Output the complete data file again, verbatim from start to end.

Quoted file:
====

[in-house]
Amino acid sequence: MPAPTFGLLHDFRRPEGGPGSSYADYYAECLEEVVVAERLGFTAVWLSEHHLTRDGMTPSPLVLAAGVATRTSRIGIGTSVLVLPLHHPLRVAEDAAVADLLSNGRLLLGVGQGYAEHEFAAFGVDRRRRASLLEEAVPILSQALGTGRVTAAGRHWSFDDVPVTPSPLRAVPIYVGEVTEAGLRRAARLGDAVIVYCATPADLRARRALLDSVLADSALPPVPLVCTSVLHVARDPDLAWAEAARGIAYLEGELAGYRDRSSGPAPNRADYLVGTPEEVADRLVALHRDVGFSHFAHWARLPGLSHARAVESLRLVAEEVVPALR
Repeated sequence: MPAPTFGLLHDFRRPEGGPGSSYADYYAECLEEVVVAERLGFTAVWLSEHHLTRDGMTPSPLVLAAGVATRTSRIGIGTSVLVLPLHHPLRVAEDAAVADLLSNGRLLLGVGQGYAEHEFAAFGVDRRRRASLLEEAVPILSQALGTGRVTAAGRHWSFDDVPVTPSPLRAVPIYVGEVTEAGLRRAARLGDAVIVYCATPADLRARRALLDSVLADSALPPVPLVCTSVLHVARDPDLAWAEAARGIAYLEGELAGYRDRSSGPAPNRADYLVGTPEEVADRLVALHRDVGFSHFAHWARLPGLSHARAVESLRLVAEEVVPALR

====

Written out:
[in-house]
Amino acid sequence: MPAPTFGLLHDFRRPEGGPGSSYADYYAECLEEVVVAERLGFTAVWLSEHHLTRDGMTPSPLVLAAGVATRTSRIGIGTSVLVLPLHHPLRVAEDAAVADLLSNGRLLLGVGQGYAEHEFAAFGVDRRRRASLLEEAVPILSQALGTGRVTAAGRHWSFDDVPVTPSPLRAVPIYVGEVTEAGLRRAARLGDAVIVYCATPADLRARRALLDSVLADSALPPVPLVCTSVLHVARDPDLAWAEAARGIAYLEGELAGYRDRSSGPAPNRADYLVGTPEEVADRLVALHRDVGFSHFAHWARLPGLSHARAVESLRLVAEEVVPALR
Repeated sequence: MPAPTFGLLHDFRRPEGGPGSSYADYYAECLEEVVVAERLGFTAVWLSEHHLTRDGMTPSPLVLAAGVATRTSRIGIGTSVLVLPLHHPLRVAEDAAVADLLSNGRLLLGVGQGYAEHEFAAFGVDRRRRASLLEEAVPILSQALGTGRVTAAGRHWSFDDVPVTPSPLRAVPIYVGEVTEAGLRRAARLGDAVIVYCATPADLRARRALLDSVLADSALPPVPLVCTSVLHVARDPDLAWAEAARGIAYLEGELAGYRDRSSGPAPNRADYLVGTPEEVADRLVALHRDVGFSHFAHWARLPGLSHARAVESLRLVAEEVVPALR